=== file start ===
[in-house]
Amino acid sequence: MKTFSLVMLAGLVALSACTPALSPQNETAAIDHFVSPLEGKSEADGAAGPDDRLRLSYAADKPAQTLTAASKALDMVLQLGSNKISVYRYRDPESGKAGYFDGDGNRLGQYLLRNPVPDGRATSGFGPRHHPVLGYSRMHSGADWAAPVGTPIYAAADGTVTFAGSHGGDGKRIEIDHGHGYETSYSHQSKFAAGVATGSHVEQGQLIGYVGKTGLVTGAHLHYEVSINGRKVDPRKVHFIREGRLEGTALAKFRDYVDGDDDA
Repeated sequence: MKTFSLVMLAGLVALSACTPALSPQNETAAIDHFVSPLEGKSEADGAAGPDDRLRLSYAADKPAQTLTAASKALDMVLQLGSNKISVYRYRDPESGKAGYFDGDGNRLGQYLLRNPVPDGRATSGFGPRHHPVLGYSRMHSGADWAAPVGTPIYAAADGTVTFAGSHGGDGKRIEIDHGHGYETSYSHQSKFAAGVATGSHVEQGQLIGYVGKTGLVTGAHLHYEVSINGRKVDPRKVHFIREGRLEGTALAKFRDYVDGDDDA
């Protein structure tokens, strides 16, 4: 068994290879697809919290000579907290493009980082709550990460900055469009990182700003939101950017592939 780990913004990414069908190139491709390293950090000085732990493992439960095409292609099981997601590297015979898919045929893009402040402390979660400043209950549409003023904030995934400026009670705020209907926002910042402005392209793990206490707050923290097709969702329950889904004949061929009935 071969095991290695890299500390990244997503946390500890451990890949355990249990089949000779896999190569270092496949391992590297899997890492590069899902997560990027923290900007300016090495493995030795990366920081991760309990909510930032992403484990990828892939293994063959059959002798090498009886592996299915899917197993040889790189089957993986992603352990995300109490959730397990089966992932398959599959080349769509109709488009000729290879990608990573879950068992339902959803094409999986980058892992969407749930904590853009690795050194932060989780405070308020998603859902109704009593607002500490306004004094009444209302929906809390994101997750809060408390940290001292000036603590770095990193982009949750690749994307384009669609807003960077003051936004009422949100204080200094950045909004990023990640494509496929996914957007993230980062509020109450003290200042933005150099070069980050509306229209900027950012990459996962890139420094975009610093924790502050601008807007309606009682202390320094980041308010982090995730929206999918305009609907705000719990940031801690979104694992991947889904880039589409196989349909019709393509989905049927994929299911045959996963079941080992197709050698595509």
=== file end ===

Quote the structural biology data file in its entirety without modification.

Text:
[in-house]
Amino acid sequence: MKTFSLVMLAGLVALSACTPALSPQNETAAIDHFVSPLEGKSEADGAAGPDDRLRLSYAADKPAQTLTAASKALDMVLQLGSNKISVYRYRDPESGKAGYFDGDGNRLGQYLLRNPVPDGRATSGFGPRHHPVLGYSRMHSGADWAAPVGTPIYAAADGTVTFAGSHGGDGKRIEIDHGHGYETSYSHQSKFAAGVATGSHVEQGQLIGYVGKTGLVTGAHLHYEVSINGRKVDPRKVHFIREGRLEGTALAKFRDYVDGDDDA
Repeated sequence: MKTFSLVMLAGLVALSACTPALSPQNETAAIDHFVSPLEGKSEADGAAGPDDRLRLSYAADKPAQTLTAASKALDMVLQLGSNKISVYRYRDPESGKAGYFDGDGNRLGQYLLRNPVPDGRATSGFGPRHHPVLGYSRMHSGADWAAPVGTPIYAAADGTVTFAGSHGGDGKRIEIDHGHGYETSYSHQSKFAAGVATGSHVEQGQLIGYVGKTGLVTGAHLHYEVSINGRKVDPRKVHFIREGRLEGTALAKFRDYVDGDDDA
């Protein structure tokens, strides 16, 4: 068994290879697809919290000579907290493009980082709550990460900055469009990182700003939101950017592939 780990913004990414069908190139491709390293950090000085732990493992439960095409292609099981997601590297015979898919045929893009402040402390979660400043209950549409003023904030995934400026009670705020209907926002910042402005392209793990206490707050923290097709969702329950889904004949061929009935 071969095991290695890299500390990244997503946390500890451990890949355990249990089949000779896999190569270092496949391992590297899997890492590069899902997560990027923290900007300016090495493995030795990366920081991760309990909510930032992403484990990828892939293994063959059959002798090498009886592996299915899917197993040889790189089957993986992603352990995300109490959730397990089966992932398959599959080349769509109709488009000729290879990608990573879950068992339902959803094409999986980058892992969407749930904590853009690795050194932060989780405070308020998603859902109704009593607002500490306004004094009444209302929906809390994101997750809060408390940290001292000036603590770095990193982009949750690749994307384009669609807003960077003051936004009422949100204080200094950045909004990023990640494509496929996914957007993230980062509020109450003290200042933005150099070069980050509306229209900027950012990459996962890139420094975009610093924790502050601008807007309606009682202390320094980041308010982090995730929206999918305009609907705000719990940031801690979104694992991947889904880039589409196989349909019709393509989905049927994929299911045959996963079941080992197709050698595509």